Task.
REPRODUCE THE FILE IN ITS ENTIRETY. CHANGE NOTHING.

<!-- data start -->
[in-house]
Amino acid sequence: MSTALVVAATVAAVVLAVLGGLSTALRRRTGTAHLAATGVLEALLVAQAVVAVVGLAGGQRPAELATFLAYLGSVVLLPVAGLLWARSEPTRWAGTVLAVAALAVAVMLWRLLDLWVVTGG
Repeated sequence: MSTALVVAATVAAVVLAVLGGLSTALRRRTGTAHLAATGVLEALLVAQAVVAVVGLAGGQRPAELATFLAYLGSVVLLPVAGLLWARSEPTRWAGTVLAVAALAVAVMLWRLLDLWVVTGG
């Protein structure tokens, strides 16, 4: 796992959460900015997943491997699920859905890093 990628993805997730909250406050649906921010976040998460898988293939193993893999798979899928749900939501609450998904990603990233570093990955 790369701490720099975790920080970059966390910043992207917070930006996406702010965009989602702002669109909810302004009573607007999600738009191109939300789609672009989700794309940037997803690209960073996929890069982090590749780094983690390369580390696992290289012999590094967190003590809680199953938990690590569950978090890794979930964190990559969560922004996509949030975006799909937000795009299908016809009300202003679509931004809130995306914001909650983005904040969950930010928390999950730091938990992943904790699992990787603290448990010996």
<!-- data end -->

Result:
[in-house]
Amino acid sequence: MSTALVVAATVAAVVLAVLGGLSTALRRRTGTAHLAATGVLEALLVAQAVVAVVGLAGGQRPAELATFLAYLGSVVLLPVAGLLWARSEPTRWAGTVLAVAALAVAVMLWRLLDLWVVTGG
Repeated sequence: MSTALVVAATVAAVVLAVLGGLSTALRRRTGTAHLAATGVLEALLVAQAVVAVVGLAGGQRPAELATFLAYLGSVVLLPVAGLLWARSEPTRWAGTVLAVAALAVAVMLWRLLDLWVVTGG
């Protein structure tokens, strides 16, 4: 796992959460900015997943491997699920859905890093 990628993805997730909250406050649906921010976040998460898988293939193993893999798979899928749900939501609450998904990603990233570093990955 790369701490720099975790920080970059966390910043992207917070930006996406702010965009989602702002669109909810302004009573607007999600738009191109939300789609672009989700794309940037997803690209960073996929890069982090590749780094983690390369580390696992290289012999590094967190003590809680199953938990690590569950978090890794979930964190990559969560922004996509949030975006799909937000795009299908016809009300202003679509931004809130995306914001909650983005904040969950930010928390999950730091938990992943904790699992990787603290448990010996």